Ensure you have a set of attributes you look for and are aligned internally across the interview team to ensure a consistent candidate experience. For example, you could aim to get signals on dealing with ambiguity, code structure, testing, and user experience. You then want to ensure all interviewers know what great looks like for each. Ideally, you have a point-scoring system to determine how a candidate performed.
When you add new interviewers to the pool, ensure they are well-calibrated with the rest of the group by having them shadow and reverse-shadow interviews. After each interview, they should debrief with their counterparts to ensure they are aligned on the score. This will ensure interviewers’ subjectivity and personal biases are not creeping in.
Setting some expectations and guiding the candidate through the interview is important. Don’t expect them to read your mind in terms of what you are looking for. For example, I always tell the candidate upfront how I would like to spend our time by setting the agenda and expectations for each interview portion.
You know the attributes you need to get signals on. If the discussion is going in a direction that will yield valuable signals, steer the candidate back on course.
Don’t hesitate to interrupt and ask if the candidate missed something. I promise you are not “giving away” the answer to the test. This is not an academic setting. In fact, this is an excellent opportunity to have a rich conversation and assess their self-awareness and communication skills.
Remember that even the most experienced candidates can feel nervous or unsure during an interview. Show some empathy and try to put the candidate at ease. Acknowledge the pressure they might feel and let them know there are no “gotchas” in the interview. Imagine how you would have felt in their shoes, and think about what would have improved the experience.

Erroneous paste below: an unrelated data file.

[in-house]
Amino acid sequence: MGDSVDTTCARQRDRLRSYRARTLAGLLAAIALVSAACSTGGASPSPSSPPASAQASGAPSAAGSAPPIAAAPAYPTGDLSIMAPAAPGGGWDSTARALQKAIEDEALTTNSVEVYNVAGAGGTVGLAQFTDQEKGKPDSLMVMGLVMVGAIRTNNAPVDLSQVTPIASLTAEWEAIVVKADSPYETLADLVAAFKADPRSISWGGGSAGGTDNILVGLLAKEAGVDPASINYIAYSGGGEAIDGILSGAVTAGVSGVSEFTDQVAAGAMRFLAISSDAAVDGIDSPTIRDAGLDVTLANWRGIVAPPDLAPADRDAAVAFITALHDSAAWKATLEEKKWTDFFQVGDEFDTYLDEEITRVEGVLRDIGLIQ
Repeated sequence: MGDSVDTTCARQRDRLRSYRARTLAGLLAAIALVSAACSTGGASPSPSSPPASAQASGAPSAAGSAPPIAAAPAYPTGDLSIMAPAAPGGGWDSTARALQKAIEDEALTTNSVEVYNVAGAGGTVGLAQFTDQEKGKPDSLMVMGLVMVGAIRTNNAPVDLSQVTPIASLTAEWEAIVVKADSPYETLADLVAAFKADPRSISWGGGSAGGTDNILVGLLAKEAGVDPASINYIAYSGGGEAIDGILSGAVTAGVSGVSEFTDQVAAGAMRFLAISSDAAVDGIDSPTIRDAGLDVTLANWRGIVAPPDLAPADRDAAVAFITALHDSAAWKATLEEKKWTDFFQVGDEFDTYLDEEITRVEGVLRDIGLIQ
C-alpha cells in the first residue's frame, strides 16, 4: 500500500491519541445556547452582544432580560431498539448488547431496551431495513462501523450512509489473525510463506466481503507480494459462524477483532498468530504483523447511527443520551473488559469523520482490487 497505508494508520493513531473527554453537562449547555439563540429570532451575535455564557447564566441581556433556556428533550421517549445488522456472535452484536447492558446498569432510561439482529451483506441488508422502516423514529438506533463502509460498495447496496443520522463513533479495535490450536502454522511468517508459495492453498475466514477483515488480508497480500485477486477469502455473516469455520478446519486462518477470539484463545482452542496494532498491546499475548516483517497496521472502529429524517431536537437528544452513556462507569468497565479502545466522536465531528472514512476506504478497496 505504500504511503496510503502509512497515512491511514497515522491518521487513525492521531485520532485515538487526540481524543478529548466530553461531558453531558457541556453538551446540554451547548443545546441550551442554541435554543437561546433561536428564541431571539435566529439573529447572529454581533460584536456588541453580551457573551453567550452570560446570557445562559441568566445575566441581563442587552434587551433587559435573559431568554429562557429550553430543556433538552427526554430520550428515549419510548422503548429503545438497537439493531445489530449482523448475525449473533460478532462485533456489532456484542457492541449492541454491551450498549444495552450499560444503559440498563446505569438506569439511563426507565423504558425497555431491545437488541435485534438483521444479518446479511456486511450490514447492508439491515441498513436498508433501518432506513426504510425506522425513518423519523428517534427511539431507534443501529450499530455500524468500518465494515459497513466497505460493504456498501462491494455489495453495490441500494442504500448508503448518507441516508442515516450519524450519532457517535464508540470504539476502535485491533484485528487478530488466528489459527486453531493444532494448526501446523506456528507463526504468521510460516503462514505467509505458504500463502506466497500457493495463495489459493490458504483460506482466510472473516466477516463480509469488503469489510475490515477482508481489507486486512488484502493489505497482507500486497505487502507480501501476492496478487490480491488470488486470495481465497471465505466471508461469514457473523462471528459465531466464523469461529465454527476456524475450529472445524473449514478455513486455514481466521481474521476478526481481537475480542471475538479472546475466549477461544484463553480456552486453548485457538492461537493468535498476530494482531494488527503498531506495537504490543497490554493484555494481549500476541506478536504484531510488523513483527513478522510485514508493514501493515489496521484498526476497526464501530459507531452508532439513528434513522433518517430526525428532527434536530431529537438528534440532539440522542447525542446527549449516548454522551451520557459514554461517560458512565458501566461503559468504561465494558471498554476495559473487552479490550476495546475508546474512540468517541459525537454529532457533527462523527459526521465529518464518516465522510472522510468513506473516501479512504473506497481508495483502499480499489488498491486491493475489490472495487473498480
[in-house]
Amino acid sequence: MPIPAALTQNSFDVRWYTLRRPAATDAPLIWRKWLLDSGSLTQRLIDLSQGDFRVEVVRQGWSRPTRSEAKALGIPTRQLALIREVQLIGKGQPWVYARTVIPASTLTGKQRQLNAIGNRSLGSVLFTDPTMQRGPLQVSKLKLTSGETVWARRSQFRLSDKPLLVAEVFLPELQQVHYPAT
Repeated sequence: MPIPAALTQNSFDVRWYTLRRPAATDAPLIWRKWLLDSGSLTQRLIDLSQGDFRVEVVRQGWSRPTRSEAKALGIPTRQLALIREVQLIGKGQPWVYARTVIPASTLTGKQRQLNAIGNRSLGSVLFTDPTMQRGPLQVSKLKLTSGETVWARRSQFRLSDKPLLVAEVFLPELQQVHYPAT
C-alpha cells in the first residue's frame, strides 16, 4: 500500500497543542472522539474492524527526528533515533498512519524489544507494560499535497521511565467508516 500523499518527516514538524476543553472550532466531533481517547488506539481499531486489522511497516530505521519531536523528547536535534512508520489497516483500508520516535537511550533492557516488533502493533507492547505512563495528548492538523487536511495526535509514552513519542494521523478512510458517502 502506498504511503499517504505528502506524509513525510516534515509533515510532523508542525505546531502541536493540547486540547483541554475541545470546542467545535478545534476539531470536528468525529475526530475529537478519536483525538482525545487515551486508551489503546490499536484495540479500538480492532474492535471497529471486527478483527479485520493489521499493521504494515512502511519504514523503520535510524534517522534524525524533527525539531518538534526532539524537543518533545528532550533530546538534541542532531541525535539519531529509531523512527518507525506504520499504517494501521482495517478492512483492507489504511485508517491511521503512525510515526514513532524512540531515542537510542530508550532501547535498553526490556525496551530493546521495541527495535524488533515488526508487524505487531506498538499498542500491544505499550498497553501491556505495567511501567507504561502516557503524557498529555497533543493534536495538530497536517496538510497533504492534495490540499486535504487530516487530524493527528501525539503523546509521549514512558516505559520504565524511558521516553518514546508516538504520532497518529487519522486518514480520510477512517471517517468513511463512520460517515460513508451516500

Don’t forget to get back to the candidate after the interview in a reasonable amount of time, ideally no more than 72 hours, to inform them about the decision. If you are not handling the comms with the candidate, ensure your internal team receives your post-interview feedback ASAP so they can keep the process moving.
Ultimately, it’s important to remember that technical hiring isn’t just about finding the most technically proficient candidate — it’s about finding the right fit for your team. Creating a realistic technical assessment can help you identify top talent and build a strong, diverse team ready to tackle any challenge.
And remember, it’s not just about what the candidates can offer you — they’re also evaluating your company and the hiring process. So, it’s crucial to create a positive candidate experience that shows them you value their time and contributions. By being empathetic and understanding during the interview process, you can make your company stand out as a great place to work.